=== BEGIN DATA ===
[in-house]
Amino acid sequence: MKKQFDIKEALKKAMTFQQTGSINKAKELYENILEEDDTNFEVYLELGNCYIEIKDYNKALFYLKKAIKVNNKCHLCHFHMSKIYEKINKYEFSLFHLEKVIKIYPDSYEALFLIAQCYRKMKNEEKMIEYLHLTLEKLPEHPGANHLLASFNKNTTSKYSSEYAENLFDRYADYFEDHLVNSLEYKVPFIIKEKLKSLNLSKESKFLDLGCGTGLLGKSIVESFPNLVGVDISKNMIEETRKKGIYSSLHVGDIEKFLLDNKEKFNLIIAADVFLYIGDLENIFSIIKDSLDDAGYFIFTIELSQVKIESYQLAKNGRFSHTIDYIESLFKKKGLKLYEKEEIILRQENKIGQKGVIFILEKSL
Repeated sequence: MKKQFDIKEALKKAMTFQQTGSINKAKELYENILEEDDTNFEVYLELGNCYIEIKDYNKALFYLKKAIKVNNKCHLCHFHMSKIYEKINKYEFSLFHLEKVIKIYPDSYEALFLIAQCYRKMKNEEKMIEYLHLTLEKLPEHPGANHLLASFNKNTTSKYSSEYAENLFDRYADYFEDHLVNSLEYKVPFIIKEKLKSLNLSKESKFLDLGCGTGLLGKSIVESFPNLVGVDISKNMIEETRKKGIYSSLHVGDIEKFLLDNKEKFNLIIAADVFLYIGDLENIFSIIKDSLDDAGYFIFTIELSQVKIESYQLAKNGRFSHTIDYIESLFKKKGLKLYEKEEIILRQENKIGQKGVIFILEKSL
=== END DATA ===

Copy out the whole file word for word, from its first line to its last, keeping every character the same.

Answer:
[in-house]
Amino acid sequence: MKKQFDIKEALKKAMTFQQTGSINKAKELYENILEEDDTNFEVYLELGNCYIEIKDYNKALFYLKKAIKVNNKCHLCHFHMSKIYEKINKYEFSLFHLEKVIKIYPDSYEALFLIAQCYRKMKNEEKMIEYLHLTLEKLPEHPGANHLLASFNKNTTSKYSSEYAENLFDRYADYFEDHLVNSLEYKVPFIIKEKLKSLNLSKESKFLDLGCGTGLLGKSIVESFPNLVGVDISKNMIEETRKKGIYSSLHVGDIEKFLLDNKEKFNLIIAADVFLYIGDLENIFSIIKDSLDDAGYFIFTIELSQVKIESYQLAKNGRFSHTIDYIESLFKKKGLKLYEKEEIILRQENKIGQKGVIFILEKSL
Repeated sequence: MKKQFDIKEALKKAMTFQQTGSINKAKELYENILEEDDTNFEVYLELGNCYIEIKDYNKALFYLKKAIKVNNKCHLCHFHMSKIYEKINKYEFSLFHLEKVIKIYPDSYEALFLIAQCYRKMKNEEKMIEYLHLTLEKLPEHPGANHLLASFNKNTTSKYSSEYAENLFDRYADYFEDHLVNSLEYKVPFIIKEKLKSLNLSKESKFLDLGCGTGLLGKSIVESFPNLVGVDISKNMIEETRKKGIYSSLHVGDIEKFLLDNKEKFNLIIAADVFLYIGDLENIFSIIKDSLDDAGYFIFTIELSQVKIESYQLAKNGRFSHTIDYIESLFKKKGLKLYEKEEIILRQENKIGQKGVIFILEKSL